Matcha, which is effectively a very concentrated green tea, originates in Japan but has become popular here in the UK (and elsewhere) in recent years. If you’re interested in the superfoods fad, matcha surpasses most of the other winners in terms of antioxidant density, outranking all the usual suspects by miles (including blueberries, spinach, gojiberries, and so on).
I’ve been on the look out for matcha powder for years, though admittedly not with a fervour, but what I’ve found in London’s Japanese shops contains so many seemingly unnecessary ingredients that break my if it-can’t-be-pronounced-or-isn’t-an-understandable-additive-it-doesn’t-belong-in-my-mouth rule. Hence I’ve yet to purchase any.
Then a few weeks ago Teapigs sent me a sample of their 100% organic, 100% only ground green tea matcha powder (scroll to the bottom of the post for a 20% off voucher code). Finally, matcha as it should be! No preservatives and dyes (why would you need to add green dye to something so high in chlorophyll anyway?) and on an aesthetic note I have to say the packaging design is stellar.
I knew the first thing I’d make would be ice cream (scroll down for the recipe), but I wanted to try the tea in beverages as well. Naturally I tried it mixed with plain hot water (refreshing), but Teapigs were kind enough to also send an Aerolatte wand. Hence I decided to make something of a matcha latte – 200 ml Bonsoy soy milk, 1 gram matcha, a pinch of cinnamon, and a squirt of Sweet Freedom syrup.
I’d never used an Aerolatte before as I have an espresso machine with a steam wand, but apparently they’re a little more powerful than your standard hand whisk (imagine a blender full of liquid, turned on without the lid in place. That was my latte). Anyhow, if you like rich hot bevvies, the matcha latte is where you need to be.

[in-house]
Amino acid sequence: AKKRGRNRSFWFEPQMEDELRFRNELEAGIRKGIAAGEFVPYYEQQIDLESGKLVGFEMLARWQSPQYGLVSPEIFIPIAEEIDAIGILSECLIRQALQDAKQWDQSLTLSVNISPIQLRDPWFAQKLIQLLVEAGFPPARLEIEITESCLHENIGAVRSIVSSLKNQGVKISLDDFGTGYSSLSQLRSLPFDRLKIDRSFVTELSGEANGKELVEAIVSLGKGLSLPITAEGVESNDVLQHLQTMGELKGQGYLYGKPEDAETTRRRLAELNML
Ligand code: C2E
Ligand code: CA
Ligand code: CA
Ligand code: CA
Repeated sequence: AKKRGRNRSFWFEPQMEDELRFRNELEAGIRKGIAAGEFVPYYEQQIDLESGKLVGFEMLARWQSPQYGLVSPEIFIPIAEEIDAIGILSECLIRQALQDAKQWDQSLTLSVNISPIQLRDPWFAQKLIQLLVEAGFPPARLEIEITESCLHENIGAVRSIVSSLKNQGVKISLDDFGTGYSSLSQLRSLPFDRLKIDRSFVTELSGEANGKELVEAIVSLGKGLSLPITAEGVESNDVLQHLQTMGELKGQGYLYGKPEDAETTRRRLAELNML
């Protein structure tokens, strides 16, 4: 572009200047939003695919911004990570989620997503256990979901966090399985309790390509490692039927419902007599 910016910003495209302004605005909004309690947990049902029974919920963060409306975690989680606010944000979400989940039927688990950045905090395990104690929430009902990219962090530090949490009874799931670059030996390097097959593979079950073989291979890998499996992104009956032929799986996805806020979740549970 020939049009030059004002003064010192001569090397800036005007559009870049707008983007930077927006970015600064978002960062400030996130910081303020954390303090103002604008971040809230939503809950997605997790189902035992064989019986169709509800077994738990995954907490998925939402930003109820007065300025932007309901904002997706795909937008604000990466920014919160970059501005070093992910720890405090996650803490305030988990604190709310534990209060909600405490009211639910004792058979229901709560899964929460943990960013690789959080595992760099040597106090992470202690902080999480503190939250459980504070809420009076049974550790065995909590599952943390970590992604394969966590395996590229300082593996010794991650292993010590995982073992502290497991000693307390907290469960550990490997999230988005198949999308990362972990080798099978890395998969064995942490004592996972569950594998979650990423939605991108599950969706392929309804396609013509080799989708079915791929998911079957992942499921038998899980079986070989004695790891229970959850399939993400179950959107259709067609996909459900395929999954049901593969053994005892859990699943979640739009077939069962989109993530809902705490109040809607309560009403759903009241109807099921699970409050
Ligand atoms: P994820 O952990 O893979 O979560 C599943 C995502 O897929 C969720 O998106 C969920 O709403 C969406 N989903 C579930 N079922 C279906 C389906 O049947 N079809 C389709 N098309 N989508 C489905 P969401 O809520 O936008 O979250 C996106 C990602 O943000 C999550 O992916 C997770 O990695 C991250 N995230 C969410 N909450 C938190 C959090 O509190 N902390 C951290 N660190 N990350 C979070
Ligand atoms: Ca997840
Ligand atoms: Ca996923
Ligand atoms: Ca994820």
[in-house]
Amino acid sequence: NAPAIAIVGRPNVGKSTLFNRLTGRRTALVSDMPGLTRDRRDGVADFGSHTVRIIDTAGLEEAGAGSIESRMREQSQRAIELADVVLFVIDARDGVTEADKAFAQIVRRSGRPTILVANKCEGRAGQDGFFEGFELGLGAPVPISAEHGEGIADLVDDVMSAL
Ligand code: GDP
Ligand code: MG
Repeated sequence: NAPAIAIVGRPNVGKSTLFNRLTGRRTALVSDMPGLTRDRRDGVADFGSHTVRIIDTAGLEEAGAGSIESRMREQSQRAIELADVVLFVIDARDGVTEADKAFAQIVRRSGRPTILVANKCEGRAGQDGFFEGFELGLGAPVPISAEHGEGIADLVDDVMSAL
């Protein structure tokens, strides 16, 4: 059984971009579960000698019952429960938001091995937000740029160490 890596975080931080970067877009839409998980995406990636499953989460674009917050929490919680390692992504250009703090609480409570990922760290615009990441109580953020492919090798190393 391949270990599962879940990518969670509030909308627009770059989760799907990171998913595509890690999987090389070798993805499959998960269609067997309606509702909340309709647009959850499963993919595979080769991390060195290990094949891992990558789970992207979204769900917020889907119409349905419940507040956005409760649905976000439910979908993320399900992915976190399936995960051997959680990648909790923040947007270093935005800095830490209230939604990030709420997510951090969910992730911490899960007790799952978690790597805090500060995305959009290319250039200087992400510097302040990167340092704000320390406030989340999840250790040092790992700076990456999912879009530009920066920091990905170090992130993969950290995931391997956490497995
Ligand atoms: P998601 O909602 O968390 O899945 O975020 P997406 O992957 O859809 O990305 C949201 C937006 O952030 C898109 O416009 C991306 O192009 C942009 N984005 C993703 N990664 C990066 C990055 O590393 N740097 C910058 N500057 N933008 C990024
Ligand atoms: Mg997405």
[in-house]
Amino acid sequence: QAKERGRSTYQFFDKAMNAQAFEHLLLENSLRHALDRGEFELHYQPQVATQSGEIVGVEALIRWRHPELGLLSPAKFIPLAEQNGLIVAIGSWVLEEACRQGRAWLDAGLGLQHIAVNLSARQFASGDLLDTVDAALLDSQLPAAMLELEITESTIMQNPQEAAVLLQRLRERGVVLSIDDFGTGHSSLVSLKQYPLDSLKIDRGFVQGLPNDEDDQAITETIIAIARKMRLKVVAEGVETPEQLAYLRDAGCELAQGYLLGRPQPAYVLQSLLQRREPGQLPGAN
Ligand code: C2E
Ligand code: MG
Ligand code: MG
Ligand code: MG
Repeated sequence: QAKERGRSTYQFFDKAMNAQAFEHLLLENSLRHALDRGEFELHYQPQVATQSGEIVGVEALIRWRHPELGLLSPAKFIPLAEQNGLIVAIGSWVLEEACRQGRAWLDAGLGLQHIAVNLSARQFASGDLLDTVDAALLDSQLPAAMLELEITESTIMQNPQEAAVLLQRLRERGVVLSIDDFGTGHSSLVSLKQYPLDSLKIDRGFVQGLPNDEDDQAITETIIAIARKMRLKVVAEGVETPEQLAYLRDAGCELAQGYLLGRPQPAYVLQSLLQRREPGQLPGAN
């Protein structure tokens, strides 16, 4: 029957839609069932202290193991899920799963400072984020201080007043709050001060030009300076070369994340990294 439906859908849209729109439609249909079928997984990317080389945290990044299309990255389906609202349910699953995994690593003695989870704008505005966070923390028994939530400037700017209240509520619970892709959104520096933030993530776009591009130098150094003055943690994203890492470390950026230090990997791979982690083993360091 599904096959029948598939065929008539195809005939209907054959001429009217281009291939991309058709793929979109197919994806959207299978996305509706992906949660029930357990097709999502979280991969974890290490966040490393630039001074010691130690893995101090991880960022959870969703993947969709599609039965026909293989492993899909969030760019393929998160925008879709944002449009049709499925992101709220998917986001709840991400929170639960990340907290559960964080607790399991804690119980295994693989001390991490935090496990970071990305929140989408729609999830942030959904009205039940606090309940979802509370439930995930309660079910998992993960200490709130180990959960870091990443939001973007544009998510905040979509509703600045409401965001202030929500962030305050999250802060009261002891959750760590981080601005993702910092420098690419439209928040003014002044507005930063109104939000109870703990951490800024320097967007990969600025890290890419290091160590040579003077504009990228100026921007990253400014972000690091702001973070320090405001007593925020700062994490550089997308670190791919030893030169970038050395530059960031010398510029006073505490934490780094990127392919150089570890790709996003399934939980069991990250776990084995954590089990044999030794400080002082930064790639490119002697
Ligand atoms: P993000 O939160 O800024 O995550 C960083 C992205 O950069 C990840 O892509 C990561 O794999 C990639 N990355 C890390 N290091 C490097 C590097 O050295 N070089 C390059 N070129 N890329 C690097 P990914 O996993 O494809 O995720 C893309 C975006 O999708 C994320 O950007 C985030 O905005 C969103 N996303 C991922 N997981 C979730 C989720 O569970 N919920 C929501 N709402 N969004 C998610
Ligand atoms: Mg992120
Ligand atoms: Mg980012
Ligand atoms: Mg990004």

To be honest I was expecting a chalky texture, not sure if I’d enjoy it all that much, but I was pleasantly surprised. The flavour is grassy, almost sweet (green tea in general has a mildly bitter taste, which I like, but this matcha is quite mild in that regard) and it’s good both hot and cold. I’m a fan and I foresee a lot of possibilities beyond drinks and ice cream (fresh tofu, yoghurt, baked goods, rice dishes…)
Recipe notes for ice cream
My partner knew what I was up to in the kitchen, and is naturally dubious of any tea that isn’t of the skanky English breakfast variety (the only tea I truly dislike). Needless to say, when I presented his face with a spoonful of the finished product he nearly didn’t open the hangar. A few seconds of brutal force later he admitted the ice cream was good. See? Always try everything once, even if it doesn’t initially appeal.
If you’re a teetotaller and want to ditch the vodka in the recipe then it’s not a completely necessary ingredient, but rather present to aid in the ice cream’s softness once frozen (you know how sometimes ice cream is rock solid upon freezing? Alcohol doesn’t freeze, so it’s a great additive for that reason). Glucose syrup will do the same thing, so that’s an alternative option. Otherwise just leave the ice cream at room temperature for a few minutes before digging in.
Dairy Free Boozy Matcha Green Tea Ice Cream
- Blend all ingredients until smooth in a high powered liquidiser. If you don’t own one, soak the cashews in the cream for an hour before blending.
- Add to your machine and make ice cream based on your ice cream maker’s instructions.
If you’re interested in trying Teapigs matcha, the company has been kind enough to offer a 20% off promotion code for readers. Enter the code MATCHABLOG12 upon checkout for 20% off matcha (excludes kits and accessories and can only be used one time).
Thank you to Teapigs for the matcha sample and the Aerolatte wand.